SEA BEET
BRAMBLE
DOGS MERCURY
GROUND IVY
MARJORAM
RED-VEINED DOCK
SHEPHERDS PURSE
COMMON SPEEDWELL
HEDGE MUSTARD
OIL SEED RAPE
WOOD SAGE
FAT HEN
TANSY
COMMON MALLOW
HOUNDS TONGUE
DUCKWEED
HENBANE
DARK MULLEIN
SPEAR THISTLE
PRICKLY SOWTHISTLE
ALEXANDERS (well its been here a LONG time)

TREES AND SHRUBS;

very few;

COMMON PRIVET
ELDER
SYCAMORE (not strictly native ok)
WHITE BEAM

GRASSES;

im a bit out of my depth here but i saw

COCKSFOOT
PERENNIAL RYE GRASS
BLACK BENT

and finally,

ALIEN FLORA (peonies aside);

ROSEMARY
BORAGE
LEMON BALM
BUDDLEJA

there were a couple of plants i failed to identify. (non-natives).


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dave fixx View Drop Down
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Post Options Post Options   Thanks (0) Thanks(0)   Quote dave fixx Quote  Post ReplyReply Direct Link To This Post Posted: 23 Aug 2010 at 8:51am
Cheers for that Ben,really interesting account of what seems a facinating place.Wouldnt mind doing some location photography there!.Shame you didnt get the weather but glad you found some slowies anyway.

Dave
Dave Williams
davewilliamsphotography.co.uk
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tim hamlett View Drop Down
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Post Options Post Options   Thanks (0) Thanks(0)   Quote tim hamlett Quote  Post ReplyReply Direct Link To This Post Posted: 23 Aug 2010 at 6:07pm

cheers ben

tim

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Suzi View Drop Down
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Post Options Post Options   Thanks (0) Thanks(0)   Quote Suzi Quote  Post ReplyReply Direct Link To This Post Posted: 24 Aug 2010 at 9:54am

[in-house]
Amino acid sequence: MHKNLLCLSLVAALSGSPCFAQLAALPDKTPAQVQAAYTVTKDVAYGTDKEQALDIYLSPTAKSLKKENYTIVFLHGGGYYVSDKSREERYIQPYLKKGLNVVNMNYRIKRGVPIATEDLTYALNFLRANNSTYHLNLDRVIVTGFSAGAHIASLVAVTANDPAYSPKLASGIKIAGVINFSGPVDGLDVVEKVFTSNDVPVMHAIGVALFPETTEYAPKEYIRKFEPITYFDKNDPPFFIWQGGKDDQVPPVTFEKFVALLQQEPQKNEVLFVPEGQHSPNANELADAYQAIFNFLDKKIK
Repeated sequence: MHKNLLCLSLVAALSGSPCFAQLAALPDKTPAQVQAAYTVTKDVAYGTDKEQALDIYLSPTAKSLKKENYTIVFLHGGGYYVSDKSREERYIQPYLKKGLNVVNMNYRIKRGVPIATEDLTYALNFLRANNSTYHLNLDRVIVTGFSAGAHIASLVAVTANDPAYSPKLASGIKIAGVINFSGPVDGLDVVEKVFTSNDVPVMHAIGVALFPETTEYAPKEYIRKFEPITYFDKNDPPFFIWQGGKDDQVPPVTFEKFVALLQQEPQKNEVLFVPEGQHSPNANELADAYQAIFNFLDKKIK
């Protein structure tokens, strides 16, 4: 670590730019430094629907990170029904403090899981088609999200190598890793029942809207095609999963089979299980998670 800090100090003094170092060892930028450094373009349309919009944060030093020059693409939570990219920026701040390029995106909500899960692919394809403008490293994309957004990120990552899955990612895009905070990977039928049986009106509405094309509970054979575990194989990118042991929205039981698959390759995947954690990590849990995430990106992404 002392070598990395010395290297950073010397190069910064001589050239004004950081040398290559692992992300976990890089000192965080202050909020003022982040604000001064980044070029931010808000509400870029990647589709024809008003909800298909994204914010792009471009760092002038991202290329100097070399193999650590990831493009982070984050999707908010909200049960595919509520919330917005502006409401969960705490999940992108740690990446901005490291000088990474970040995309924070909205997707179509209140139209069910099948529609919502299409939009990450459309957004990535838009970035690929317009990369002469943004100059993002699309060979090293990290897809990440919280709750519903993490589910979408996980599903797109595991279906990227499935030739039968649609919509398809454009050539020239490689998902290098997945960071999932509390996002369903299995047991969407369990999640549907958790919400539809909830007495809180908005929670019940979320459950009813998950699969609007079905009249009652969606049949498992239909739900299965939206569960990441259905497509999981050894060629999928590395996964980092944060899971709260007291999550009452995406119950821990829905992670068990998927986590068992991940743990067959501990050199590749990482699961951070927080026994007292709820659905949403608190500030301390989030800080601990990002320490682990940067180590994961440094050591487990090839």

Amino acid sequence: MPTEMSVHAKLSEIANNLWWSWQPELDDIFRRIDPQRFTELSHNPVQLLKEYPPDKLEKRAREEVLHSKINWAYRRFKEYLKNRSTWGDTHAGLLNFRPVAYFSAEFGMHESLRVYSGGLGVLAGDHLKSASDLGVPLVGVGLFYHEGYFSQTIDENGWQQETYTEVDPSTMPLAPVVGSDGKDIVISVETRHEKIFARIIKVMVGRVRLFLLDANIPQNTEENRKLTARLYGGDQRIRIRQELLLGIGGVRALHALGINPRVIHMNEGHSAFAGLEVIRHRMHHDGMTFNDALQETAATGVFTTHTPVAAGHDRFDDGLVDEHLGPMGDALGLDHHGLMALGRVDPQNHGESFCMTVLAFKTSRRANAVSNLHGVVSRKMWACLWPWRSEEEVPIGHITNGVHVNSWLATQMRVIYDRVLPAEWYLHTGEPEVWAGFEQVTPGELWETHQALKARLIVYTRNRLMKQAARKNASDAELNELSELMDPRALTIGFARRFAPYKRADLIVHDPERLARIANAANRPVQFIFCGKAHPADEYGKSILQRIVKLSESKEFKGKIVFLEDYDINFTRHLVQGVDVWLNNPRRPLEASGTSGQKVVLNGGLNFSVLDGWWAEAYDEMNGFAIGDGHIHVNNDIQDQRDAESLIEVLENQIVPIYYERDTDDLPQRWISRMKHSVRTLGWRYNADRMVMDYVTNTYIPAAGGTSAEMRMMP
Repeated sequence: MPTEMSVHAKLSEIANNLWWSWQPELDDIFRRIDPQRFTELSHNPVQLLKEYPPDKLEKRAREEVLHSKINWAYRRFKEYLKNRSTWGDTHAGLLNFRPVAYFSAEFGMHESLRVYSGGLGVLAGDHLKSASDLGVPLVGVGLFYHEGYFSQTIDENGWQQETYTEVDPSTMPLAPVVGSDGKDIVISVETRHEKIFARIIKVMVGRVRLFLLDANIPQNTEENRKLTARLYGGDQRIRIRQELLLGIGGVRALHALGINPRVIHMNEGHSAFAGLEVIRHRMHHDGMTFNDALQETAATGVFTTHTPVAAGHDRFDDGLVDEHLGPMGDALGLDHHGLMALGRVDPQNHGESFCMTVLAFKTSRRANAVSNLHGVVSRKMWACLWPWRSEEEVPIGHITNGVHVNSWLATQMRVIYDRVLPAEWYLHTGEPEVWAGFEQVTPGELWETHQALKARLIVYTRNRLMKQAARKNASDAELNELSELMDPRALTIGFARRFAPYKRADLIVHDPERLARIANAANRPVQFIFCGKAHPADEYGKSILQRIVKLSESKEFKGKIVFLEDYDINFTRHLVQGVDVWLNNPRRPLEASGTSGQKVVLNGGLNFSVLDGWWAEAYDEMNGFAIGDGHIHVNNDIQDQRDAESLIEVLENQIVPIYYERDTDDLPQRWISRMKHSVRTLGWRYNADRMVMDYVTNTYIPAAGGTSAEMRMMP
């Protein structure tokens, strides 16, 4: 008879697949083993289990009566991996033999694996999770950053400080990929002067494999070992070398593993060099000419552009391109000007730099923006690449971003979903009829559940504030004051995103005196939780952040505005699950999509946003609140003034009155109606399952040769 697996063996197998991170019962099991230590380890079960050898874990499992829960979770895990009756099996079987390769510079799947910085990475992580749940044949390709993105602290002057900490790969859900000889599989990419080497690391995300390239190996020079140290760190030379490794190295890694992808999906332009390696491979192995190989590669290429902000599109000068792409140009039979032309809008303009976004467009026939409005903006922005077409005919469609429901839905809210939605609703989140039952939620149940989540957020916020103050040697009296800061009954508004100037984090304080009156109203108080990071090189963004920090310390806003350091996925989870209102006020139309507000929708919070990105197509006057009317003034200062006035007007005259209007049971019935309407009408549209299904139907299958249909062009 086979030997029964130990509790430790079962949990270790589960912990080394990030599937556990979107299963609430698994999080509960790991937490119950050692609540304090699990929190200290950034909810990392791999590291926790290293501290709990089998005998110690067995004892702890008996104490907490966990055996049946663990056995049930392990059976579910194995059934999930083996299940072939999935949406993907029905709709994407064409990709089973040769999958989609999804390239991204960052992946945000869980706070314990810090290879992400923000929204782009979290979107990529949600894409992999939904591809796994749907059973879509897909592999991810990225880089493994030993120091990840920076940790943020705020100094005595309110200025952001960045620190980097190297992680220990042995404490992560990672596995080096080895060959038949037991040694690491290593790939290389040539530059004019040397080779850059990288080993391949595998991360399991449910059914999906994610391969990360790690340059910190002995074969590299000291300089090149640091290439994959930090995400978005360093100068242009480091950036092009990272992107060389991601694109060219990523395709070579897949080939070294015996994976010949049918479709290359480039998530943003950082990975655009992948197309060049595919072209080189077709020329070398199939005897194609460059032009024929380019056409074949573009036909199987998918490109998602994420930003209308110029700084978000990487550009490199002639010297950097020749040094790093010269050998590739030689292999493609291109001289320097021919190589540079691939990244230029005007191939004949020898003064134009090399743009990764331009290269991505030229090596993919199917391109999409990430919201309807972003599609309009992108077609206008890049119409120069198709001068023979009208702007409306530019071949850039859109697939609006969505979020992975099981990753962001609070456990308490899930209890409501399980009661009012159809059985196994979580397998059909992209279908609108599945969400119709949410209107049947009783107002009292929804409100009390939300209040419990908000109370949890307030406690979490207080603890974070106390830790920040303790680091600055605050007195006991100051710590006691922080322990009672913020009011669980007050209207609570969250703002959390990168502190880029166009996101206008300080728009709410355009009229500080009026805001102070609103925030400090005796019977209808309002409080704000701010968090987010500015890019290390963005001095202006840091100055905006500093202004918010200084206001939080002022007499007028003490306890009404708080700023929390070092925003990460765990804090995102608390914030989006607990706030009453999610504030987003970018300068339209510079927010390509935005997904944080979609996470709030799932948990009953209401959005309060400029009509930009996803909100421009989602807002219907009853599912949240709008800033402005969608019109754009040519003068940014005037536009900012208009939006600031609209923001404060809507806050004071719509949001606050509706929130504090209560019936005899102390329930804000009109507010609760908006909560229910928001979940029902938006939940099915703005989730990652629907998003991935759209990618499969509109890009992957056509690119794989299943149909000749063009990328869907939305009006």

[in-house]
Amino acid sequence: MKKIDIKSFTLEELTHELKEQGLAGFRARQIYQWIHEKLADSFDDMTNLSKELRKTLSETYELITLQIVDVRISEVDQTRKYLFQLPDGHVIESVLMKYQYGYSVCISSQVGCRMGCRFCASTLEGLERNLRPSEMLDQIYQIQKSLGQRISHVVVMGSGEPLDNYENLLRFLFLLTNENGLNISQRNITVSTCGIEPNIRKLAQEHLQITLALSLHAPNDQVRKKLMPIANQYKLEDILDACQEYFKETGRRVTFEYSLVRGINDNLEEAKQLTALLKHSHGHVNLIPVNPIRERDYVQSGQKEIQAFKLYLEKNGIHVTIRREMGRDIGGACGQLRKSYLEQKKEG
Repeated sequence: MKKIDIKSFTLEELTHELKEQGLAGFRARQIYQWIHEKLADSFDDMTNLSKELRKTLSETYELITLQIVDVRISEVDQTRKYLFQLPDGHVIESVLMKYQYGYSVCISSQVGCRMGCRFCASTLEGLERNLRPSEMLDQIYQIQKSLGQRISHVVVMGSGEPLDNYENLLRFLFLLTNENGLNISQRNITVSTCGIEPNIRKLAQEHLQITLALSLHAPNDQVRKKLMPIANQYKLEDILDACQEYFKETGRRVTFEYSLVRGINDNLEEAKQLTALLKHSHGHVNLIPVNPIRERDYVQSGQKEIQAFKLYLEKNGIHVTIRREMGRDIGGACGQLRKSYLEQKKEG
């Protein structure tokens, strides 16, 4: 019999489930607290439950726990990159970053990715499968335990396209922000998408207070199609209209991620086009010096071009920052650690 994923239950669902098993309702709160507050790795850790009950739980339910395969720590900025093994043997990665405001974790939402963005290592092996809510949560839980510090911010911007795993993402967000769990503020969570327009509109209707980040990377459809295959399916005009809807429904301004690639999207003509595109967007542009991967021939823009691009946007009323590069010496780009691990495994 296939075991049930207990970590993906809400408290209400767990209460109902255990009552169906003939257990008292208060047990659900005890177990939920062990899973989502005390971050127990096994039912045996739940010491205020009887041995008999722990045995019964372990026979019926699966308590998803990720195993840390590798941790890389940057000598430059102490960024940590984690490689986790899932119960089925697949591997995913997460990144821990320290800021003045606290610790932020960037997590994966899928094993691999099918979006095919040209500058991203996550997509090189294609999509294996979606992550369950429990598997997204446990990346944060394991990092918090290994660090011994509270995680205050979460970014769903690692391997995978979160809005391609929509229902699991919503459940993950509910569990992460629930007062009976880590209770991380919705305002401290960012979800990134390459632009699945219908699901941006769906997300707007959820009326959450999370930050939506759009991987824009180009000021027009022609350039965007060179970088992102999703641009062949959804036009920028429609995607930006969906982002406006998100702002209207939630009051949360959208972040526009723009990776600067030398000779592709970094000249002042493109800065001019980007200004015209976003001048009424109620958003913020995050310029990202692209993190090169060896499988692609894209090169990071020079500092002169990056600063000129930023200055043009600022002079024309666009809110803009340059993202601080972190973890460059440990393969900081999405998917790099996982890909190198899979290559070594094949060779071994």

Thanks for the interesting account. Such a shame with the rain when you only have the one day. 
Suz
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will View Drop Down
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Post Options Post Options   Thanks (0) Thanks(0)   Quote will Quote  Post ReplyReply Direct Link To This Post Posted: 28 Aug 2010 at 6:40pm
Well done Ben, in the face of some poor conditions - can't wait to read the sequel next year.  That monster slowworm looks even longer than 20 inches, given that it's not quite fully extended along the ruler, I reckon.
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AGILIS View Drop Down
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Post Options Post Options   Thanks (0) Thanks(0)   Quote AGILIS Quote  Post ReplyReply Direct Link To This Post Posted: 29 Aug 2010 at 12:06pm
Very interesting place Ben. looks like a quick course in survival with Ray Mears would come in handy and I get the feeling that whilst looking around you could be arrested by some last outpost of the German wermach as a spy.that fled the channel islands & still think the ww2 is still on keith

Edited by AGILIS
   LOCAL ICYNICAL CELTIC ECO WARRIOR AND FAILED DRUID